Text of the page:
Disruptive by Definition

Despite the logo on my paycheck and the location of my desk, you can make a pretty compelling case that I don’t really work for Southern Growth Studio. I spend the huge majority of my time on three long-form design thinking projects.

Two of them are new product/service pilot programs I can’t really talk about for NDA and lawyer-inspired reasons. The third is with Church Health where I serve as the President of a partner ministry called ECHO.

With each of these three projects, I’m an outside but embedded resource, rather than a formal staff member.

Surprisingly, being an outside resource lets me focus more on disruptive innovation for our clients than if I officially worked for them. Here’s why:

Orthodoxy Immunity
Every organization has certain characteristics, beliefs, and cultural norms. In general, these are most often positive or marginal. People with Orthodoxy Immunity, however, can always identify the ones that are problems. They’re usually presented as:

“The way ORGANIZATION X has always done things”
“We can’t because of SYSTEM OR PROCESS Y”
“If we could just do THIS, it would be able to accomplish THAT.”

As an outsider with inside access, I don’t have to adhere to established orthodoxies. I couldn’t if I wanted to. I haven’t read the handbook, I’ve only been to a few all-staff meetings, my performance reviews are conducted somewhere else.

It’s a luxury in my position and valuable for the client.

Diverse Experience
I don’t focus on the same task for the same organization every day. In my career, first in advertising and now at the Studio, I’ve worked for a variety of clients in every industry imaginable on every challenge an organization might face.

While it’s important for the embedded innovator to recognize their shortcomings in category knowledge and institutional experience – and actively learn from the people who have it – the insight generated by engaging a variety of challenges in wildly different contexts is often illuminating and applicable to a client’s challenge.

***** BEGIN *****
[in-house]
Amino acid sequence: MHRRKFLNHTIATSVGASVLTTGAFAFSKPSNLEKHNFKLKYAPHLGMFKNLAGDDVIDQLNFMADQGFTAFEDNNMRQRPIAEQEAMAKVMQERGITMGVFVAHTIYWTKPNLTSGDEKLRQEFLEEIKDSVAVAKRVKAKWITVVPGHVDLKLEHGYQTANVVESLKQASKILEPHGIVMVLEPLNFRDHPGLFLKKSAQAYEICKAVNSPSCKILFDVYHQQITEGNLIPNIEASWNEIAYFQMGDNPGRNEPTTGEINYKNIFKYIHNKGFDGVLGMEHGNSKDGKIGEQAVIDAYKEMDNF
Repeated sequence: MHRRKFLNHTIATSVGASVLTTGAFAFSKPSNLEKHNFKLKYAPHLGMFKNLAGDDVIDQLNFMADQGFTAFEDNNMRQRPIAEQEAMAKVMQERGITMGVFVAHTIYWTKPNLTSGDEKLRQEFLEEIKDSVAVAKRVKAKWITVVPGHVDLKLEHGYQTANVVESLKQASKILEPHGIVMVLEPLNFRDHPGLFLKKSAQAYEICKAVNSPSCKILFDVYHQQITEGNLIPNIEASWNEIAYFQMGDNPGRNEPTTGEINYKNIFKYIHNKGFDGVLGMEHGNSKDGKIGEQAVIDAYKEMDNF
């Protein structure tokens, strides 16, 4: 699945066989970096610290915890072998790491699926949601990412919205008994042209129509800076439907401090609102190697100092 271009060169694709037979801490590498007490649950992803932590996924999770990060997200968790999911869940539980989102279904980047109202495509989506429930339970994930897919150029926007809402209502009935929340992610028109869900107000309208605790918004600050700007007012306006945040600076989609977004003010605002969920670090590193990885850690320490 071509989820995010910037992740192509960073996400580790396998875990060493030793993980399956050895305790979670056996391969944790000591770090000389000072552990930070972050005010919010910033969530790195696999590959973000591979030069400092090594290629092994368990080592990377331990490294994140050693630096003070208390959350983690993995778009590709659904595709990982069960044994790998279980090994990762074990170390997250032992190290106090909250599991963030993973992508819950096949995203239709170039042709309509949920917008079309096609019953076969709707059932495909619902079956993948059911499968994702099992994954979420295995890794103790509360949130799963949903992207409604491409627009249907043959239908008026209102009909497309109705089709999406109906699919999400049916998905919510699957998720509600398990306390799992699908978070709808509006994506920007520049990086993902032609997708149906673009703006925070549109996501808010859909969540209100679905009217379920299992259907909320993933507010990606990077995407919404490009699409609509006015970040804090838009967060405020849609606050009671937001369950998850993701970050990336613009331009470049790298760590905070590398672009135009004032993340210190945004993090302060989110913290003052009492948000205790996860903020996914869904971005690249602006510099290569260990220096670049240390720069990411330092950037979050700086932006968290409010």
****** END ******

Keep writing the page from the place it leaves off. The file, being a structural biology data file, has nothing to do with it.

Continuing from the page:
Natural Boundaries
I owe it to Church Health to precede this thought by saying that, on the spectrum of large organizations, they are really good about avoiding this issue. Some clients, particularly large corporations, are not.

Because I’m an outside resource, I don’t get pulled into too many meetings. My day working on an innovation problem isn’t interrupted by another organizational issue I might help solve.

In fact, I’m innovative and disruptive at Church Health just by showing up. On the days I work out of their offices, people recognize me as the “ECHO guy.” If only for a moment, it means they’re thinking about how ECHO can contribute to their department or vice versa. Part of it is Church Health’s wonderful culture that defaults to improvement and progress, but we are able to innovate regularly because my presence is a novelty.

There’s a long list of examples of organizations that have wholly contained innovation departments that are successful. Ultimately, the Studio aims to help our innovation clients build their own department and outgrow our services.

The time between, however, can be really valuable to the process if you can recognize the opportunities presented by innovating from the outside in.


If your goal is to do disruptive innovation within your organization, it’s really hard to do that from the inside. Even if it’s just a small step — coffee with an off-site advisor, a one-day workshop — the change in perspective can make all the difference. If you want to take that first step with Southern Growth Studio, click the link below to get in touch.